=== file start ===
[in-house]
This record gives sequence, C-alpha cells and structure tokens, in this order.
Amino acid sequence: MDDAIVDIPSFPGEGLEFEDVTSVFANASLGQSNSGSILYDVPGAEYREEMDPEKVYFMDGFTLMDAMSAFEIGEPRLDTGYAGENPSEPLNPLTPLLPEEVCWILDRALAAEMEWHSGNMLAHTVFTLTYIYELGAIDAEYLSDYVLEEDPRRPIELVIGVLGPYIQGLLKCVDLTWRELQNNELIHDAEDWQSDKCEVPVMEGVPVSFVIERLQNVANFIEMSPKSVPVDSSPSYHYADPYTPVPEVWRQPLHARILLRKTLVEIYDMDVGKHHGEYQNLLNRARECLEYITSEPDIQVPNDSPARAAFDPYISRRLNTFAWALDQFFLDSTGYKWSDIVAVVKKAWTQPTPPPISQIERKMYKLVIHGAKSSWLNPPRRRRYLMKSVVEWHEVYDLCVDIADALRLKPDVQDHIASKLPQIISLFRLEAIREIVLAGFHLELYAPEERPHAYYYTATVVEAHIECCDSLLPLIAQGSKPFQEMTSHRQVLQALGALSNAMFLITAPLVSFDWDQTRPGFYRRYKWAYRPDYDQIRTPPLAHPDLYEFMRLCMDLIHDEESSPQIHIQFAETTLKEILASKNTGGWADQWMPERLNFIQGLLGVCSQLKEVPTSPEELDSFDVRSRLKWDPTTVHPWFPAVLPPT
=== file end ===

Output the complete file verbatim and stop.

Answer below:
[in-house]
This record gives sequence, C-alpha cells and structure tokens, in this order.
Amino acid sequence: MDDAIVDIPSFPGEGLEFEDVTSVFANASLGQSNSGSILYDVPGAEYREEMDPEKVYFMDGFTLMDAMSAFEIGEPRLDTGYAGENPSEPLNPLTPLLPEEVCWILDRALAAEMEWHSGNMLAHTVFTLTYIYELGAIDAEYLSDYVLEEDPRRPIELVIGVLGPYIQGLLKCVDLTWRELQNNELIHDAEDWQSDKCEVPVMEGVPVSFVIERLQNVANFIEMSPKSVPVDSSPSYHYADPYTPVPEVWRQPLHARILLRKTLVEIYDMDVGKHHGEYQNLLNRARECLEYITSEPDIQVPNDSPARAAFDPYISRRLNTFAWALDQFFLDSTGYKWSDIVAVVKKAWTQPTPPPISQIERKMYKLVIHGAKSSWLNPPRRRRYLMKSVVEWHEVYDLCVDIADALRLKPDVQDHIASKLPQIISLFRLEAIREIVLAGFHLELYAPEERPHAYYYTATVVEAHIECCDSLLPLIAQGSKPFQEMTSHRQVLQALGALSNAMFLITAPLVSFDWDQTRPGFYRRYKWAYRPDYDQIRTPPLAHPDLYEFMRLCMDLIHDEESSPQIHIQFAETTLKEILASKNTGGWADQWMPERLNFIQGLLGVCSQLKEVPTSPEELDSFDVRSRLKWDPTTVHPWFPAVLPPT